Good morning everyone. As you have heard this morning we’re thinking about our involvement in world mission and our support of those who have been sent out from this church to play their part in God’s work throughout the globe. We’re also continuing our series in 2 Corinthians and as we come to God’s word we need his help I’m going to ask him for that now.
Every so often in life something happens that makes you stop and think: “Who am I really, and what is my purpose in life?” Maybe it’s when your life begins a new chapter – moving to uni, getting married, having kids, starting a new job, your youngest child moving to uni, losing a spouse, retirement. But it’s a question for every one of us to grapple with – whatever our stage of life. There’s a classic film from the 1980’s called Ferris Beullers Day Off (worth seeing if you haven’t). In the film, there’s a well-known bit where the main character says “Life moves pretty fast. If you don't stop and look around once in a while, you could miss it” Well, the pandemic has slowed most of us down, restricting choices and limiting busyness. All of us have had our ordinary made abnormal, our familiar unfamiliar, routines disrupted, dreams and plans interrupted, and relationships made difficult. Perhaps now is a good time to stop and think: “Who am I really, and what is my purpose in life?”
Let’s turn now to 2 Corinthians 5. In today’s passage Paul, who wrote this letter, makes the point that if you are a Christian then that is going to massively effect your answer to those questions. Have a look at 2 Corinthians 5.17:
Therefore, if anyone is in Christ, he is a new creation. The old has passed away; behold, the new has come.
Although Paul was deeply religious he hadn’t always been a Christian. He had heard of Jesus but he thought Jesus was a weak man who chose to do crazy things with his life. The fact that Jesus was killed so brutally, as a criminal on a cross only confirmed to Paul that Jesus could not be part of God’s plan. But then he met the risen Jesus – in fact while he was on his way to persecute and kill Christians. And meeting Jesus changed the whole direction of his life. It changed his view on who he thought Jesus was. It also changed how he viewed himself– and what he lived for. Look back to 2 Corinthians 5.15:
…he [that is Jesus] died for all, that those who live might no longer live for themselves but for him who for their sake died and was raised.
Paul now sees that the weakness he saw in Jesus and the things Jesus did that Paul used to think were crazy were actually part of God’s plan to rescue people who were as good as dead and bring them new life. He has become convinced of a certain truth: Jesus died and was raised. For their sake. He died for all. That wasn’t crazy – it was life-giving. Paul was now a new creation. He no longer lived for himself. Instead he now lived for the one who died to save him. And he now had a totally different perspective on who Jesus is and why he came. 2 Corinthians 5.16:
From now on, therefore, we regard no one according to the flesh. Even though we once regarded Christ according to the flesh, we regard him thus no longer.
This was a radical transformation – and it changed his goals and aims in life, influenced every decision he made. It’s what drove him and what really matter to him. It also changed how he viewed others. In these verses he refers to his viewpoint before he became a Christian as ‘according to the flesh’. And so now there are two changed perspectives. First who Jesus was and second his view of others.
That matters because among the reason Paul wrote this letter was to show up as false the teaching of some (even in the church at Corinth) who were downplaying who Jesus was and what he came to do. Those same false teachers were also saying that Paul was hardly worth listening to – after all he was clearly weak, and lived in a way that most sane, ordinary folk would regard as unbalanced, unhealthy and possibly unhinged. It’s the behaviour of an extremist and a fanatic. This was evidently what the Corinthian Christians were thinking. Was Paul really a genuine apostle and man of God? Do truly ‘spiritual’ people behave in this excessive, almost lunatic, fashion?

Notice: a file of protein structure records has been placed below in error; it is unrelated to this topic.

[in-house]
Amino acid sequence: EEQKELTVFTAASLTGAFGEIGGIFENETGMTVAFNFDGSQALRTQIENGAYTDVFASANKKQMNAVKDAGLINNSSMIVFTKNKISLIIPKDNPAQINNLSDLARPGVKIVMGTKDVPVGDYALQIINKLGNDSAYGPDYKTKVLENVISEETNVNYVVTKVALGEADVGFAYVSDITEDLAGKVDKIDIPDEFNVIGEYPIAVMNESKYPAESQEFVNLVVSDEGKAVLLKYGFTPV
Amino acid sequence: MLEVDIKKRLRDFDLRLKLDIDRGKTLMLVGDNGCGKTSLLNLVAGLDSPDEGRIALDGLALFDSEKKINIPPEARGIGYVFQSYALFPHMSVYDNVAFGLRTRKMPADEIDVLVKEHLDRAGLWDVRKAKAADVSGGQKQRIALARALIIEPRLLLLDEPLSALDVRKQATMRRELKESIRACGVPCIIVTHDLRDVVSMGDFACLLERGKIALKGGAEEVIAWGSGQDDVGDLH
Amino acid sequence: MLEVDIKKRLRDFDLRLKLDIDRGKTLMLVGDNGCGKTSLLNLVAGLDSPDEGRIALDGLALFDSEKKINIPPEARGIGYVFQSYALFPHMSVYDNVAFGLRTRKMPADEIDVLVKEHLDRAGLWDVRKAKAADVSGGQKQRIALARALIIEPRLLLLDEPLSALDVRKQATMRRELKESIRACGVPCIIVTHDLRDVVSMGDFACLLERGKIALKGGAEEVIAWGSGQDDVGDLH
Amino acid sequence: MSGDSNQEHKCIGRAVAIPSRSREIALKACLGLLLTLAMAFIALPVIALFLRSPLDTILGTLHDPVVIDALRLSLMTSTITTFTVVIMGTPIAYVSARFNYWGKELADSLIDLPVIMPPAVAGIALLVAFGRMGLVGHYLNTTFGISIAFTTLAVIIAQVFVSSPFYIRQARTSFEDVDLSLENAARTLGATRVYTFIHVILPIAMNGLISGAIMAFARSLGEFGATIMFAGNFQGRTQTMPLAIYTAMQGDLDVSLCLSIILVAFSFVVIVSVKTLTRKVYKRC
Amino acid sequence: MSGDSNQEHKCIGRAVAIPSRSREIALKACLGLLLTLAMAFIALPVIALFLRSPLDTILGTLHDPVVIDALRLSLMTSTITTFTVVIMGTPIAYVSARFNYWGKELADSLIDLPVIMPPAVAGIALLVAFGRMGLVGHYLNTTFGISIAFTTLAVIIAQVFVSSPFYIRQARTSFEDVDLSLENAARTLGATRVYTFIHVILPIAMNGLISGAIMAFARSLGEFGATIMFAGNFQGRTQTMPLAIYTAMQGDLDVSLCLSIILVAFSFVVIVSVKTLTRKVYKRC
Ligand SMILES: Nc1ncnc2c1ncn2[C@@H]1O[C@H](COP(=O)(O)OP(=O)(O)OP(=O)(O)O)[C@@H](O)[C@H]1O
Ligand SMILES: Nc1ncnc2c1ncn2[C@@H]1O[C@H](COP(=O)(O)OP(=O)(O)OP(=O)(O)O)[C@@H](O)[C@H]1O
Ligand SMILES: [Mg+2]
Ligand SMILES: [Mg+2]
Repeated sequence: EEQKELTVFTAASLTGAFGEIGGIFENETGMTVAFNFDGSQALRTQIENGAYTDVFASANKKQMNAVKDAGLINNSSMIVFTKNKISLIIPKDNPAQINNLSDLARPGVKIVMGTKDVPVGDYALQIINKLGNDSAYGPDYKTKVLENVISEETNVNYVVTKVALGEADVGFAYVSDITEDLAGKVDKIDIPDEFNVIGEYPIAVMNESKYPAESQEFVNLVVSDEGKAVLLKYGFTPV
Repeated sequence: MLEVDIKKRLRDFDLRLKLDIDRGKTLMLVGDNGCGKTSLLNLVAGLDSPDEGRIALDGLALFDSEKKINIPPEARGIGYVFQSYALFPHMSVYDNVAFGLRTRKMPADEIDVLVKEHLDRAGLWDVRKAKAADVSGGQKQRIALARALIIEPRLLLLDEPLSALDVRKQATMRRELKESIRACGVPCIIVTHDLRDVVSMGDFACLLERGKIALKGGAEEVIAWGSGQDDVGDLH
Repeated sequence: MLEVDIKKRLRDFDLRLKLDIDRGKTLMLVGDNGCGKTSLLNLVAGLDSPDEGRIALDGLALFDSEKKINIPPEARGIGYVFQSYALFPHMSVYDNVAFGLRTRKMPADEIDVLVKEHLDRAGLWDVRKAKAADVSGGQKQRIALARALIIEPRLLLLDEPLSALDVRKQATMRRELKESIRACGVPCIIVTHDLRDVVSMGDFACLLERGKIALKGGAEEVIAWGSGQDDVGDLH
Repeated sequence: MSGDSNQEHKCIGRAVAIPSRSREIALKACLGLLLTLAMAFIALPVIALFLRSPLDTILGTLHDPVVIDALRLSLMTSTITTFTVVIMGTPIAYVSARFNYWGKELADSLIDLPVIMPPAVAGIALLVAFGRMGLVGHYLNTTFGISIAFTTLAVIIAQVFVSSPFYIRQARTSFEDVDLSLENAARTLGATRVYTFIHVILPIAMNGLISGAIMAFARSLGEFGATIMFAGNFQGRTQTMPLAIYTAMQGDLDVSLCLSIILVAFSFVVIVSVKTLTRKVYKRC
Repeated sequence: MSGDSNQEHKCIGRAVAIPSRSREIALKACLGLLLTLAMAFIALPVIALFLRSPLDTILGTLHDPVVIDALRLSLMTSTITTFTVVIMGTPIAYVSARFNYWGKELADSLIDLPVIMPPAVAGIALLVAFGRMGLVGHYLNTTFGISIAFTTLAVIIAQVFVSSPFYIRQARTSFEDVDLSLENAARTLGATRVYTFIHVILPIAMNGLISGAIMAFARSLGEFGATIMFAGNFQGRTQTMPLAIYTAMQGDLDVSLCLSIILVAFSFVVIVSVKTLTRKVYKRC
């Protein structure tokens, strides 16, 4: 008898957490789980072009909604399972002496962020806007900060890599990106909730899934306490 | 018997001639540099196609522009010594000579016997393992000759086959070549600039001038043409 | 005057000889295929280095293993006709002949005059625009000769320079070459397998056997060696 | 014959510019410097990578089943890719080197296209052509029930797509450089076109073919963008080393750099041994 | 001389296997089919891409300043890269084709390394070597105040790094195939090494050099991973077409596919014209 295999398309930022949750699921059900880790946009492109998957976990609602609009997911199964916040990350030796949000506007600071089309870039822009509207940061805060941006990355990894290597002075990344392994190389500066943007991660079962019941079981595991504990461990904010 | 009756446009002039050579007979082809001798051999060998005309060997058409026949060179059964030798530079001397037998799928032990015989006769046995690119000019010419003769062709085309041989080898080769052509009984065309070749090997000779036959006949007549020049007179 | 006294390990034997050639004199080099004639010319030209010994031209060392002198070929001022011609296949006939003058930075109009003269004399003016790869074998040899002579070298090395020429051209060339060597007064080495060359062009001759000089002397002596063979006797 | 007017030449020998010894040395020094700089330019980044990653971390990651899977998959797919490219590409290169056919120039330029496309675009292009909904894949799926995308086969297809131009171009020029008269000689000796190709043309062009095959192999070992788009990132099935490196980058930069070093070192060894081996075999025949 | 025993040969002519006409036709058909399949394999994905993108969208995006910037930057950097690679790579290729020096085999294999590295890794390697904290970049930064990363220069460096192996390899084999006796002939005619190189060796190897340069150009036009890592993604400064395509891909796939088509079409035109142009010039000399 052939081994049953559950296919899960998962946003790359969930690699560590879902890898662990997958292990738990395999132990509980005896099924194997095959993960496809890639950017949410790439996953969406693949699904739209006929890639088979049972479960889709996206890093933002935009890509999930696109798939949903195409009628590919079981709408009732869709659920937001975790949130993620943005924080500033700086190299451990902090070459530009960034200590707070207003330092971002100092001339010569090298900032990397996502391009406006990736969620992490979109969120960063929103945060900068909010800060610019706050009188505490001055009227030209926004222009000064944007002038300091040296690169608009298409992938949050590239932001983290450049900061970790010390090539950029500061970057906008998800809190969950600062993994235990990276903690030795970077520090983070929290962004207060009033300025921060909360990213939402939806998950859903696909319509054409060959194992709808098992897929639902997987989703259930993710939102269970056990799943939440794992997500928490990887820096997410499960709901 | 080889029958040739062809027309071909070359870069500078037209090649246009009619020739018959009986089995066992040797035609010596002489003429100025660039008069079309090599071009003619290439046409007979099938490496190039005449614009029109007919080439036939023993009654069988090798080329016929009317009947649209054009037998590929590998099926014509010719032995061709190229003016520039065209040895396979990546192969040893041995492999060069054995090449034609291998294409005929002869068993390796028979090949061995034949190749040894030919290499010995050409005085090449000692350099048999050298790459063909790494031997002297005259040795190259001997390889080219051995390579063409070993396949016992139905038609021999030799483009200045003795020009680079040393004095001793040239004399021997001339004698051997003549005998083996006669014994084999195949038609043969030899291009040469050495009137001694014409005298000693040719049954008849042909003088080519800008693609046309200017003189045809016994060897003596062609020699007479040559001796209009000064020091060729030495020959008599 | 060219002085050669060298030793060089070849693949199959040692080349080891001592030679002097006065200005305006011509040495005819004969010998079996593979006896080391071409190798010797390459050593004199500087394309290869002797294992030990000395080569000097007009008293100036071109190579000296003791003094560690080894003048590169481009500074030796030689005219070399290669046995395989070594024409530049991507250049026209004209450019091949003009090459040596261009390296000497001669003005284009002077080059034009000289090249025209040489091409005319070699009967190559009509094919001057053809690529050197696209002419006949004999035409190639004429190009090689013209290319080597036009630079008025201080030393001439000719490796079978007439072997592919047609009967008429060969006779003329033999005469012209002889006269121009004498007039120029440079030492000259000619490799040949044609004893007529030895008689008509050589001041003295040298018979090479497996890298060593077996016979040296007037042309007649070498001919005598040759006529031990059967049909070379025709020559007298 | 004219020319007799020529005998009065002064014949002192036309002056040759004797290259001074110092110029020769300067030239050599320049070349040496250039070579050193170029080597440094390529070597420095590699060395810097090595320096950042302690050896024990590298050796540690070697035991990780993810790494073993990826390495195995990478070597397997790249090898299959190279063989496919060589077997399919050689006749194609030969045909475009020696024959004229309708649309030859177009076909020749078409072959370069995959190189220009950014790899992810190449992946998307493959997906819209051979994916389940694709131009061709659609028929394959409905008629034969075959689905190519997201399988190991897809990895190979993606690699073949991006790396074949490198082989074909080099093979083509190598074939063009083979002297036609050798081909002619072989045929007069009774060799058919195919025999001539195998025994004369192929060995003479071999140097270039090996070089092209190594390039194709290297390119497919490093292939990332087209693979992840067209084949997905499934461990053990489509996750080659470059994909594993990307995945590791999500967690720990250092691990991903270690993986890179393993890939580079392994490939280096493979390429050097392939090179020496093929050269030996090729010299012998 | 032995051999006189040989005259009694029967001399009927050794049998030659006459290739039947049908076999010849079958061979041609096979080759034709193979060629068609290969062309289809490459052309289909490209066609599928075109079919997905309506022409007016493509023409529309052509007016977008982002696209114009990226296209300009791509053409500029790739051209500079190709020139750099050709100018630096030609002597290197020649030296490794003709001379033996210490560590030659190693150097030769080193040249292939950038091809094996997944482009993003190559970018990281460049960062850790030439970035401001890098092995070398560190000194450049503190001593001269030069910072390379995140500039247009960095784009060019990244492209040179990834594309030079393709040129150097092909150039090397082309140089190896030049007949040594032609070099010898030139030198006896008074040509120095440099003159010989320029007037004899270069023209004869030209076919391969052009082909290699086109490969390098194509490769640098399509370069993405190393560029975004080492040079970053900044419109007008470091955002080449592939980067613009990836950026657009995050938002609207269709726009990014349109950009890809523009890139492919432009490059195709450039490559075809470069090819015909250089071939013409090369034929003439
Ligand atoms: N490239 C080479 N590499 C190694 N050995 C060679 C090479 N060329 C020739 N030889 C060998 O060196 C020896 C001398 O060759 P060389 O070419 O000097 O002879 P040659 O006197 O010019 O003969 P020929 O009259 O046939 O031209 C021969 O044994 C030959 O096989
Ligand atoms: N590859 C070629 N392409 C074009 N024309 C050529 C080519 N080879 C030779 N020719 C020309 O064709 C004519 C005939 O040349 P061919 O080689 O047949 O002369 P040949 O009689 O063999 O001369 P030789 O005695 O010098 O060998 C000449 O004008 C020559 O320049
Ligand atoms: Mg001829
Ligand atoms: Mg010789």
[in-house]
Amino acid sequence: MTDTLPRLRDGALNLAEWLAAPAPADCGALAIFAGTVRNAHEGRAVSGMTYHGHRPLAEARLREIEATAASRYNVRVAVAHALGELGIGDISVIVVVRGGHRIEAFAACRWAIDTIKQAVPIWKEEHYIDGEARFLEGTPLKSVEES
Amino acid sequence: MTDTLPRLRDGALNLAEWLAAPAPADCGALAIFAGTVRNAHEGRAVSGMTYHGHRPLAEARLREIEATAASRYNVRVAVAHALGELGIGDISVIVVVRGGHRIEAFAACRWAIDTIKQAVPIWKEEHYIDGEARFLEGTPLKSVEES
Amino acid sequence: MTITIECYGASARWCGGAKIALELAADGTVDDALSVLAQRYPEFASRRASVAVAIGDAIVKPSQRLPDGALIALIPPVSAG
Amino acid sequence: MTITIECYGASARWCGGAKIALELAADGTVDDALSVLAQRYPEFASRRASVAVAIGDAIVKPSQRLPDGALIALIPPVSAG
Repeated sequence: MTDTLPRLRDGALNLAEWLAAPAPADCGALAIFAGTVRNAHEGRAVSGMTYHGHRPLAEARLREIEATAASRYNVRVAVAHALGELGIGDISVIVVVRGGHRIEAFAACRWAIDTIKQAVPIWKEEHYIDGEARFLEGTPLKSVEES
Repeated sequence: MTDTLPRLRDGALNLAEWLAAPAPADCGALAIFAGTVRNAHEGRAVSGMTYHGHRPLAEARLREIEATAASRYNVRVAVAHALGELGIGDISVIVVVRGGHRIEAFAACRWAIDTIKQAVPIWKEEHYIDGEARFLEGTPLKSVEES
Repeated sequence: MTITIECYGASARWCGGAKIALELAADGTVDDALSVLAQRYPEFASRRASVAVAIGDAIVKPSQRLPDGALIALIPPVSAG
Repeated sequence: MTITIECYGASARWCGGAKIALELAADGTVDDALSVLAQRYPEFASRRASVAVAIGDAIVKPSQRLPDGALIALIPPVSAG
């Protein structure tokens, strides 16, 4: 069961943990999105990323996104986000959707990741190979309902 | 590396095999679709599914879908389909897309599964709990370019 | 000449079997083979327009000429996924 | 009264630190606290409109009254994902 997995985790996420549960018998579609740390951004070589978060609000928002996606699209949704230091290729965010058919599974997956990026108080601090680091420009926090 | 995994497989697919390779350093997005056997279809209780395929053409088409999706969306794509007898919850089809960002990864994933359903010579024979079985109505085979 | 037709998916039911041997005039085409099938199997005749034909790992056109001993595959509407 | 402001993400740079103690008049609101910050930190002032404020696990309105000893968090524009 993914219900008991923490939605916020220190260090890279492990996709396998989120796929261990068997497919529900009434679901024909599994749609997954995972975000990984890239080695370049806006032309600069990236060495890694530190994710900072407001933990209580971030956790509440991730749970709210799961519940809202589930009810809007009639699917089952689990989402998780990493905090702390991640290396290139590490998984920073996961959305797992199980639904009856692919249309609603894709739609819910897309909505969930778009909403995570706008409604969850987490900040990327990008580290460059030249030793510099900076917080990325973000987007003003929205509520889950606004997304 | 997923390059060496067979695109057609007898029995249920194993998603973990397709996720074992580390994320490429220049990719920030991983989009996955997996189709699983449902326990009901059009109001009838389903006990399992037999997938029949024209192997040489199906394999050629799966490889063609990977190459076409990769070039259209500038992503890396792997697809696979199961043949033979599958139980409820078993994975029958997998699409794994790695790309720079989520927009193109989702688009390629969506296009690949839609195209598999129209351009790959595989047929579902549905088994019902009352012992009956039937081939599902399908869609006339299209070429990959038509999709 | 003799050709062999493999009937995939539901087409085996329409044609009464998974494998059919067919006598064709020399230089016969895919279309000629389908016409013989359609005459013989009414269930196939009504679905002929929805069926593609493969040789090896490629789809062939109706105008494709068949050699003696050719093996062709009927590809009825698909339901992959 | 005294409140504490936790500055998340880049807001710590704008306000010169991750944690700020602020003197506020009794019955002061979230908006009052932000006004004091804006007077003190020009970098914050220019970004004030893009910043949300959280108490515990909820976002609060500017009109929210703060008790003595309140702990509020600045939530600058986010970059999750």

However, says Paul, we can tell those who are a new creation because of their view of Jesus and when that is accompanied by a radical, Jesus-centred lifestyle, which measures the value of things in a different way. He goes on to make it clear that these changes are nothing he or they can take credit for. All this is God’s work. 2 Corinthians 5.18:
All this is from God, who through Christ reconciled us to himself…
This is the heart of the gospel. That reconciliation was needed between every man and women on the planet and the one who created them. Why? Because our desire to live for ourselves comes from not trusting him or his plan for our lives. Our desire to live for ourselves – our sin - has caused a separation between us and God. The initiative, the momentum and the purpose are all from God. He sent his son, Jesus to reconcile us to himself. How? 2 Corinthians 5.21. Incredible verses!
For our sake he [Jesus] made him to be sin who knew no sin, so that in him we might become the righteousness of God.
We’re so used to evil, we can easily become desensitized to how awful it is. But God is not like that—our sin offends him, grieves him, alienates him. Yet he offers to forgive us. But reconciliation cannot just mean forgiving us but ignoring the sin that destroyed our relationship with God. While God is merciful and forgiving by nature, he is, at the same time, the holy one who cannot simply say of evil, “It doesn’t matter; let’s forgive and forget.”
The solution? God made him…to be sin. This is about the crucifixion of Jesus. The event that Paul once saw as evidence of Jesus’s failure was in fact God’s masterplan. The darkened sky when Jesus died is powerful sign of what was going on. God treated Jesus as a sinner. Jesus bore the punishment that should have been mine. And me? Well I get treated as one who knew no sin – I receive a righteousness that is mine if 2 Corinthians 5.17 I am ‘in Christ’. I am now a new creation – the old has gone and the new has come. I am forgiven and all that is true of Jesus is true of me! 2 Corinthians 5.19:
…in Christ God was reconciling the world to himself, not counting their trespasses against them…
That’s was the incredible message that turned Paul’s life upside down – that transformed him from rebel against God into a beloved and forgiven son of God. And that meant living a new life in Christ that reached into every corner of his daily existence. It wasn’t just one extra ball in his life to juggle, as just one of the responsibilities or interests competing for his precious time and resources. Rather it transformed everything he did in life, and determines how he thought about every aspect of his life. As the song we just heard put it:
Love so amazing, so divine,
Demands my soul, my life, my all.
There’s one final point from these verses we need to see and that is that God’s work in the world is not finished. He continues to reconcile men and women to himself in Christ, and he has a role for us to play in that. Look at 2 Corinthians 5.18-20: